Companies are still not satisfying the FSA's Treating Customers Fairly initiative. Lucy Quinton takes an in-depth look at what is expected of firms and where they are going wrong
The Financial Services Authority (FSA) has made Treating Customers Fairly (TCF) the bedrock of its regulatory regime and will be looking closely to ensure the industry is implementing TCF as part of its broad principles-based approach.
All firms should be delivering on the six consumer outcomes that the FSA has stipulated.
The six consumer outcomes should be endemic within corporate culture, marketing, consumer groups, consumer information, advised sales and products.
Angus Maciver, insurance business director at Prudential, says this is what companies should do naturally. "It is just good business and part of the deal with customers - doing the right thing for them and treating them fairly should result in healthier businesses in the long run," he adds.
However, while the principle seems like a good thing, when looking at the finer detail, there are clearly issues regarding the vagueness of the principles, such as the impact this has on businesses, because the FSA states that, when it goes into small firms, it expects businesses to be able to prove that they are treating customers fairly.
A feedback policy statement, issued by the FSA in the middle of last month, detailed a progress report on the findings of how the implementation of the principle is being received by firms. It states:"Insofar as issues and concerns were raised, many seem to stem not from any substantive disagreement with the statement, but from an over - or an under - interpretation of what we were requiring of firms."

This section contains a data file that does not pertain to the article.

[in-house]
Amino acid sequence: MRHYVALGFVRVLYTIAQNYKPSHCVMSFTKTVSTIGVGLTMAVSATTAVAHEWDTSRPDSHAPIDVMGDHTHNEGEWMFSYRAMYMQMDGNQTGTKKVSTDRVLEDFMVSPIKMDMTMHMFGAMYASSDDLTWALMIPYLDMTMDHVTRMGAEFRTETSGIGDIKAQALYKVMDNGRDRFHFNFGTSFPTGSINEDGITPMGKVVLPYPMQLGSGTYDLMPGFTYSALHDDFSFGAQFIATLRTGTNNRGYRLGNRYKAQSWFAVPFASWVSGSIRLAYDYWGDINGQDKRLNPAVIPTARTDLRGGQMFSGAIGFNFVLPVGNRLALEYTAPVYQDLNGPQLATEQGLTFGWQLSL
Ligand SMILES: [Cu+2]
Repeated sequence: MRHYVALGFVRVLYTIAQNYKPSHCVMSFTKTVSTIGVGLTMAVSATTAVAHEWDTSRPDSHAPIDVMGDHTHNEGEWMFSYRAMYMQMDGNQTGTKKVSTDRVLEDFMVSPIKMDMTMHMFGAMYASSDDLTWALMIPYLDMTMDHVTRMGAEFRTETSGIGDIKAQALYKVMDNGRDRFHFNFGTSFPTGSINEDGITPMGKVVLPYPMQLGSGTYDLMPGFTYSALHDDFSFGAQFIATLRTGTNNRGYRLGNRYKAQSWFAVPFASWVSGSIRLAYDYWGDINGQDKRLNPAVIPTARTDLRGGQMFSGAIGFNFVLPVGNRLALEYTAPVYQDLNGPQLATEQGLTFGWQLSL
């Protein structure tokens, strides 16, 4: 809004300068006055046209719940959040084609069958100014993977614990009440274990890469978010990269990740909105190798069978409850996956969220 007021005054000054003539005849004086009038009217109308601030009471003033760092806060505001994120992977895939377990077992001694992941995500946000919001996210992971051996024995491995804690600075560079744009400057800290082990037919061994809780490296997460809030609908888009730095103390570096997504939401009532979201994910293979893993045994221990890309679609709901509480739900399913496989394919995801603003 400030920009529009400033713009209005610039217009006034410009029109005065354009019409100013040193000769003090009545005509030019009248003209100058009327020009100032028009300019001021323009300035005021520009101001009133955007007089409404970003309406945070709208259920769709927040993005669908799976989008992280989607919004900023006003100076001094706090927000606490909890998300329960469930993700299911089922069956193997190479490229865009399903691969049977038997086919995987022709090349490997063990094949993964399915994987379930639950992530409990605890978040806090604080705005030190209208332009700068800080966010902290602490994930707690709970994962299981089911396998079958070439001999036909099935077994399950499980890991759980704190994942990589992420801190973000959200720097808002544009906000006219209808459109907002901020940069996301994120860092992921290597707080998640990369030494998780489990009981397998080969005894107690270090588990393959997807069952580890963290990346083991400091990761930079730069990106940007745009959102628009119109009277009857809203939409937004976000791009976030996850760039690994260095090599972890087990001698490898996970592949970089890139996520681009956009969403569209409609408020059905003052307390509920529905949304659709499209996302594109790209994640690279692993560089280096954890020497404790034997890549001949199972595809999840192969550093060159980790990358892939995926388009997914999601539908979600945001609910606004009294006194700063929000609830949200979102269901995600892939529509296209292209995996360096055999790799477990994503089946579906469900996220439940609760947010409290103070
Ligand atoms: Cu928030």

It continues: "Some respondents seem to have interpreted our comments about what they "should" or "may" do in appropriate circumstances as stipulations of what they "must" do in all circumstances. Conversely, other respondents seem to have interpreted the statement as exhaustive of what they are expected to do. We also recognise that some of the language used in the statement needed clarification."
According to another FSA progress report, published in May this year, many firms have already invested in changing the way they conduct their business to ensure that they are meeting requirements. A five-stage process has been encouraged by the FSA - awareness, strategy and planning, implementing, and embedding. The March deadline the FSA set, where all firms were to have completed the implementation stage of the process, has, according to the FSA, helped "to focus firms' efforts on TCF and generated momentum within the industry as a whole".
However, the FSA's report says that, following its assessment, a sizeable proportion of firms have failed to demonstrate that they are implementing the initiative. This means that senior management in these firms have failed to create and put into action a plan to meet an existing regulatory requirement. "They have failed to take sufficiently seriously the need to address TCF risks in their business," it adds.
This is certainly the case, according to Neil Walkling, head of compliance services at Sesame, who says: "Small adviser firms are certainly struggling." Not only does the FSA want the firms to ensure that they are complying with TCF but they also now have to prove it. This, he says, requires a change of mindset.
In order for it to become effective and for smaller adviser firms to actually put in the time and effort to do this, Walkling says there will be a war of attrition with the FSA and that it should publish punishments on other firms that have failed to comply in order to show how important it is to adhere.
Providers, however, do seem to largely mean well when trying to treat their customers fairly and, as Wendy Crawford, compliance and risk manager at Bright Grey, says: "At the heart of our business is a desire to do the right things right for customers and to deliver a consistent and dependable service." She also adds: "TCF should be so fundamental to good practice that it is a shame that the FSA has had to raise the initiative in the first place. A good business should have all the elements of TCF at its heart - it shouldn't need to be told to treat customers fairly, it should do it as a matter of course," she added.